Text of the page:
Bear Protection Act Aims to Stop Poaching and Export for the Bear Bile Trade


We need to protect bears from being killed for their gallbladders!

Across the United States and around the world, bears and their cubs are killed by poachers who take only their gallbladders, and sometimes their paws, leaving the rest of the bear behind. The gallbladders fetch a high price due to their use in traditional Chinese medicine. The trade is heavily centralized in China and South Korea, where bears are farmed for their bile in what amounts to a horror show, with bears kept in small cages for years with a tube inserted directly into their gallbladder to obtain bile until they eventually die from infection and agony. As Asian bear populations have dwindled, now bears in the United States are being targeted too.

Shockingly, the Chinese government has included injections containing bear bile on a list of recommended treatments for COVID-19, giving false hope to those suffering from the virus and perpetuating  unnecessary cruelty to bears.

The Bear Protection Act (H. R. 2264/S. 3196) aims to end bear poaching by prohibiting the import and export of bear viscera as well as their sale, barter, purchase, possession, transport, delivery or receipt. Legal hunting will not be impacted. This legislation is needed to help Animal Wellness Action’s (AWA) effort to crack down on wildlife trafficking and stop contributions to this cruel global trade. AWA is an animal advocacy and welfare organization based in Washington D.C. and is joined by a coalition of other animal protection organizations committed to getting the Bear Protection Act passed.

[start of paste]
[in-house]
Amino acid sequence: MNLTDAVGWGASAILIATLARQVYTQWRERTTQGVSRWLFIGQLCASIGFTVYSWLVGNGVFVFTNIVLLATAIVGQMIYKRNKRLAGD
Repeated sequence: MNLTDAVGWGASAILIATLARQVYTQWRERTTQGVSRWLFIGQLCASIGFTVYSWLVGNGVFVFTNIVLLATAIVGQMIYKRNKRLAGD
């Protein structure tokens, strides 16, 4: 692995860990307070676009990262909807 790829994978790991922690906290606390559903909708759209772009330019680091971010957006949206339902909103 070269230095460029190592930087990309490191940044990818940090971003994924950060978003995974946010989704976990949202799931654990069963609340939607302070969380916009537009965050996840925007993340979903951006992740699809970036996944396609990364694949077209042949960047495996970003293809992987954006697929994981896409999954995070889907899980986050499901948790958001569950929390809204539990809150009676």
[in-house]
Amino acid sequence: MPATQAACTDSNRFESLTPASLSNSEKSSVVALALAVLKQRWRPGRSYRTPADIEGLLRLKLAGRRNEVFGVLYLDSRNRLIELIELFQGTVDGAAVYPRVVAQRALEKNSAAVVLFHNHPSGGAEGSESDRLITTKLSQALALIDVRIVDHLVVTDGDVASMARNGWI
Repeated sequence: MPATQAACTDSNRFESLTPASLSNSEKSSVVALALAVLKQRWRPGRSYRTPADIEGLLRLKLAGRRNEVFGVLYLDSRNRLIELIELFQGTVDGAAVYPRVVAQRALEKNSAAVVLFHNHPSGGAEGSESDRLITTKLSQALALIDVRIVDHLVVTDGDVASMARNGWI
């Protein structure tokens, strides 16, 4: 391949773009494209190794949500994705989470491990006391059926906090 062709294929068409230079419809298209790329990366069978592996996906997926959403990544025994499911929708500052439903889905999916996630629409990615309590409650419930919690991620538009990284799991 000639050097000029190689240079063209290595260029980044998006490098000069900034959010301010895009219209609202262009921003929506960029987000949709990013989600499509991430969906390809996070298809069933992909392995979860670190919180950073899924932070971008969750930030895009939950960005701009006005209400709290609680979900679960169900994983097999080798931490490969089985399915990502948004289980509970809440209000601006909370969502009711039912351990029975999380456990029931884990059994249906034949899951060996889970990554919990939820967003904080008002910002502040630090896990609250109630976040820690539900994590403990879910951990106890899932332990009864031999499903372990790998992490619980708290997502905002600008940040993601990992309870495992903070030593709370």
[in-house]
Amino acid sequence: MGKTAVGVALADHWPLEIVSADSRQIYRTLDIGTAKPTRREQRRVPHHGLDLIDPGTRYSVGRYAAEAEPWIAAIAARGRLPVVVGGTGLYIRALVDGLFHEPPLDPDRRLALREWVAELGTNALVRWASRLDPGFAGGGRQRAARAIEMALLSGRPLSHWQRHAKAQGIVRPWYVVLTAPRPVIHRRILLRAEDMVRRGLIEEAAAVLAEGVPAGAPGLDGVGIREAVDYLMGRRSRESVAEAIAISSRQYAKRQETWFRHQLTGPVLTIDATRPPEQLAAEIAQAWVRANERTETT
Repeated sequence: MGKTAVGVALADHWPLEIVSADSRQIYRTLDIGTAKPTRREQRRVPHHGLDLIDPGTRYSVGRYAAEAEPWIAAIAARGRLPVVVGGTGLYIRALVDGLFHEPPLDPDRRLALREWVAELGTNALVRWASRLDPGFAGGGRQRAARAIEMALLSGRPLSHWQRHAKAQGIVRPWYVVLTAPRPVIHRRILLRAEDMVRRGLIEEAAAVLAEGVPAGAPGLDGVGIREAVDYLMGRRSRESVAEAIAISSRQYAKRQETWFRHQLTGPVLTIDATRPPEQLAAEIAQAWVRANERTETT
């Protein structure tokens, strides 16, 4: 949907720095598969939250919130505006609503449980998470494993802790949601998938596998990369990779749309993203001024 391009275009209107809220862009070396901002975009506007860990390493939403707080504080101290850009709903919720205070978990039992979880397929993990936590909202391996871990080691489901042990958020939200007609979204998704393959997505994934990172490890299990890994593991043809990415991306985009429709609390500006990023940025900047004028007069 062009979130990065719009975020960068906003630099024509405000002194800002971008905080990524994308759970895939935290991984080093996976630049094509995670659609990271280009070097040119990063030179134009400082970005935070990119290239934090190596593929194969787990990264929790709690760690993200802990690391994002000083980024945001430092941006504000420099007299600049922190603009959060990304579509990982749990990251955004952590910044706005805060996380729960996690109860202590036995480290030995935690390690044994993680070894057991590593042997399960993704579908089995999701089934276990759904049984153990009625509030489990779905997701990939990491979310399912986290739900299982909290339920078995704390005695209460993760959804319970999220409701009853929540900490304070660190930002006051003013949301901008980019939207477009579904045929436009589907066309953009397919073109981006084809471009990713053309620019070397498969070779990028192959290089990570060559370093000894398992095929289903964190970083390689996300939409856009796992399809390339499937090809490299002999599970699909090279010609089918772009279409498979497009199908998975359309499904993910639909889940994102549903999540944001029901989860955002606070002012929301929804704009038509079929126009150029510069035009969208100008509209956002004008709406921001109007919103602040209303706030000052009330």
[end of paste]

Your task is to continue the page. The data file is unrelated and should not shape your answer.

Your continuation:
Sloth bears are one of the Asian bear species in decline due in large part to poaching. Image credit Smithsonian’s National Zoo, CC BY-SA 2.0.

Killing bears for their gallbladders has been linked to large organized crime networks, and bear populations are at risk around the globe due to the growing and unsustainable trade in bear gallbladders. In the late 1980’s, poachers began targeting bears in the U.S., where bear populations are very healthy. Hunters and park rangers began finding dead bears missing only their gallbladders, which led to investigations that uncovered evidence of large organizations dealing in the poaching and smuggling of bear parts. 

While 40 states have laws on the books to address this trade, protections vary widely from state to state. A trafficker in Colorado may face up to three years in prison and a $100,000 fine, while a trafficker in Kentucky may receive only a $100 fine.

AWA and thousands of supporters strongly believe that federal action is needed to put an end to the poaching of American bears. 

To help in this effort, please click here to send a note to your representatives asking them to cosponsor this important legislation.

Featured image: a brown bear, one of the wild bear species targeted by poachers in the United States. Image credit Beverly & Pack, CC BY-SA 2.0.

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